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I have been trying to ride on some trials that have very soft sand and especially agitated by ATVs. When I hit a soft patch my front tire pulls in one direction and I freak out a little. I cannot seem to plow through it and ultimately just end up moving slower and slower, which than leads to a full stop.

Is there some trick or style to riding on these trails?

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I'll leave this to the more experienced sand riders, but my limited experience shows that the inverse of my instinct works...when you hit the sand, go faster. –  Ken Hiatt Jul 11 '12 at 17:03
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4 Answers

up vote 11 down vote accepted

Yes there is one main trick, and some regular skills.

The trick is: if you LOWER THE TIRE PRESSURE, any tire will float over sand like magic. It should not be so underinflated as to allow easy pinch flats, but the lower the pressure, the more marked the floating effect. There are just two limitations:

  1. If the tire is skinny (low volume) it might not be possible to have a pressure level that allows flotation AND safe riding over rough terrain on other trail sections;
  2. It's not possible to adjust tire pressure "on the fly" ;o) But if you know you're having a long stretch of soft terrain, it's possible to have a good trade-off.

Anyway, huge tires (2.3 +) are perfect for that (watch this Surly Pugsley video). Also, knobby doesn't help that much, sometimes slicks are better; they cause less shearing of the sand and rob you of less kinetic energy.


Now the skills are mostly help maintain speed and direction.

Speed: not so fast as to suddenly throw you over the bars in case of loss of control, not so slow that your rear wheel loses traction in order to maintain or recover speed.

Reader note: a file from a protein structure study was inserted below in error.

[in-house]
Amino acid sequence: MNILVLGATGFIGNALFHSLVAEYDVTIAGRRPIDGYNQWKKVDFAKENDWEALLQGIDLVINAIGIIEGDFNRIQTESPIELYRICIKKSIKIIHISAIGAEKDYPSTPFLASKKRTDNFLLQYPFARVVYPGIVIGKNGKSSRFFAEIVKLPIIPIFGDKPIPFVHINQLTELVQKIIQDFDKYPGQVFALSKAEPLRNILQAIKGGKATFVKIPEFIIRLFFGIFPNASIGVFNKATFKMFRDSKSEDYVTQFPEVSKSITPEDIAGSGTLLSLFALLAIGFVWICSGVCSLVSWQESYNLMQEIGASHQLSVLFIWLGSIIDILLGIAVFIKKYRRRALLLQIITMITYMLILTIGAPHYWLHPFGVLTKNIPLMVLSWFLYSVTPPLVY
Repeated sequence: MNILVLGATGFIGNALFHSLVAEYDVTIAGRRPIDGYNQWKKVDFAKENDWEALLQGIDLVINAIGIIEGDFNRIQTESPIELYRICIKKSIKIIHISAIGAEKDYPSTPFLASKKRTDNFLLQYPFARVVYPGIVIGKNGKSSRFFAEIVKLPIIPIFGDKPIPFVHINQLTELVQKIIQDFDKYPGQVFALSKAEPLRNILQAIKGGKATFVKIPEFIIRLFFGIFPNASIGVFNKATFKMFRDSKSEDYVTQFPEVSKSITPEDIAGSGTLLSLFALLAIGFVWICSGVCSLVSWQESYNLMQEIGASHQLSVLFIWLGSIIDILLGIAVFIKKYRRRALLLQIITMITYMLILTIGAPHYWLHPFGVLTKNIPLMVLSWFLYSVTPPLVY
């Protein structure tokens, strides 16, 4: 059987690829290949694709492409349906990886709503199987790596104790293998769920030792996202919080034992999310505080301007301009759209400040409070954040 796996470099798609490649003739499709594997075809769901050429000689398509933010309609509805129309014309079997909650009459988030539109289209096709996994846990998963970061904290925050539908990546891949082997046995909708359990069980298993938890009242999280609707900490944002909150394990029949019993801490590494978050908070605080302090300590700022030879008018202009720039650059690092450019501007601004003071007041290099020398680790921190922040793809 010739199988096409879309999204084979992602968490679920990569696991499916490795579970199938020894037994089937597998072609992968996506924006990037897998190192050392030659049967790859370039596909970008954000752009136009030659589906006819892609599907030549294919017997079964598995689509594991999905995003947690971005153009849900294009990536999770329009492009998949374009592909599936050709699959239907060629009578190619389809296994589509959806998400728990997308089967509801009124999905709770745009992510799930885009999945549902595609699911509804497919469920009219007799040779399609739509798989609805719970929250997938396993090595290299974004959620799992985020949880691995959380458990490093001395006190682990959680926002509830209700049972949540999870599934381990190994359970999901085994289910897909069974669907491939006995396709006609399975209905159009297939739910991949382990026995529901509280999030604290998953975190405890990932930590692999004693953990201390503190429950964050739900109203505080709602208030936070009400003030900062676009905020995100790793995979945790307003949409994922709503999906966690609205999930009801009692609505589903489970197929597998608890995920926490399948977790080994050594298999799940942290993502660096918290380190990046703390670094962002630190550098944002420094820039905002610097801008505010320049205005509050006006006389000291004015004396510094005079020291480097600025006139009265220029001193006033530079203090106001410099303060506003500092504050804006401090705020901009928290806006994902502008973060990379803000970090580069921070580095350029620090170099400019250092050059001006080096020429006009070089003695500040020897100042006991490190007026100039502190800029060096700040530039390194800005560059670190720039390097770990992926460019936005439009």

Direction: plan ahead the smoothest possible trajectory, and point your front wheel firmly along that trajectory. Avoid wobbling on the pedals, major gear changes, and specially avoid sharp turns, because there is a critical steering angle above which the front tire skids sideways and the bike becomes unstable, making it almost impossible to regain control in some cases (of course the more skill one has, the more one can recover from).

Hope that helps and... PRACTICE! Few things can be more fun than that!

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I find that using a lower than normal gear and pedaling at a consistent pace helps me maintain control. If you stop pedaling you lose control -- you need forward momentum to turn changes in posture into changes in the angle (relative to vertical) of the bike frame. Mentally committing to a constant low torque output ahead of time gives me that control while freeing me to focus on handling. –  Mike Samuel Jul 11 '12 at 17:17
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I have plenty of experiance in insanely soft sand. All of the above apply. 29er, wide tyres, low pressure help, but need forward planning. Low preasure costs when you get back onto hard stuff. I set the bike up to go well on the hard stuff, and pay the price on the soft sections. Riding style is Weight Back, Very high cadence, great balance and steer with weight shifts rather than handlebar movement. Point to note: It VERY quickly becomes faster, easier and more efficent to dismount and run. The only reason to ride soft sand to prove you can. –  mattnz Jul 12 '12 at 8:51